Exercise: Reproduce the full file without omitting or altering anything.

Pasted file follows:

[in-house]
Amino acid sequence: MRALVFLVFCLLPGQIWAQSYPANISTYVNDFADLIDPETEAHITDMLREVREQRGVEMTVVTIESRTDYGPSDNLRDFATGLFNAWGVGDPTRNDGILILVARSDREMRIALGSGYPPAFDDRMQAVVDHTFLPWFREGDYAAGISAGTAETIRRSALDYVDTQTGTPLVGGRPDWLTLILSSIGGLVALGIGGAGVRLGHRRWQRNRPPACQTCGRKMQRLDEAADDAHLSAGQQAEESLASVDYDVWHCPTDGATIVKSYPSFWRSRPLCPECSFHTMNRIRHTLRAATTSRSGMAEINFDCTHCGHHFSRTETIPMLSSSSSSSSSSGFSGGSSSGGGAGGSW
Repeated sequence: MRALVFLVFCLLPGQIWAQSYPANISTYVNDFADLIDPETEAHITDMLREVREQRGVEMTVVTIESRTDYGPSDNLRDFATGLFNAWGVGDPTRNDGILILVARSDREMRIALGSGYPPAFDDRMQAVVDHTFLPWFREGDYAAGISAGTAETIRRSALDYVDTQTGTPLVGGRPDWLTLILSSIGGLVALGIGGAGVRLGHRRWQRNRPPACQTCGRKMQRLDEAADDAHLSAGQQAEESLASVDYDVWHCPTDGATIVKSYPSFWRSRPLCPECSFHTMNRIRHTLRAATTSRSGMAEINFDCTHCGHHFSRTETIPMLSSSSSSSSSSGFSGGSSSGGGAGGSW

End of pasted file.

[in-house]
Amino acid sequence: MRALVFLVFCLLPGQIWAQSYPANISTYVNDFADLIDPETEAHITDMLREVREQRGVEMTVVTIESRTDYGPSDNLRDFATGLFNAWGVGDPTRNDGILILVARSDREMRIALGSGYPPAFDDRMQAVVDHTFLPWFREGDYAAGISAGTAETIRRSALDYVDTQTGTPLVGGRPDWLTLILSSIGGLVALGIGGAGVRLGHRRWQRNRPPACQTCGRKMQRLDEAADDAHLSAGQQAEESLASVDYDVWHCPTDGATIVKSYPSFWRSRPLCPECSFHTMNRIRHTLRAATTSRSGMAEINFDCTHCGHHFSRTETIPMLSSSSSSSSSSGFSGGSSSGGGAGGSW
Repeated sequence: MRALVFLVFCLLPGQIWAQSYPANISTYVNDFADLIDPETEAHITDMLREVREQRGVEMTVVTIESRTDYGPSDNLRDFATGLFNAWGVGDPTRNDGILILVARSDREMRIALGSGYPPAFDDRMQAVVDHTFLPWFREGDYAAGISAGTAETIRRSALDYVDTQTGTPLVGGRPDWLTLILSSIGGLVALGIGGAGVRLGHRRWQRNRPPACQTCGRKMQRLDEAADDAHLSAGQQAEESLASVDYDVWHCPTDGATIVKSYPSFWRSRPLCPECSFHTMNRIRHTLRAATTSRSGMAEINFDCTHCGHHFSRTETIPMLSSSSSSSSSSGFSGGSSSGGGAGGSW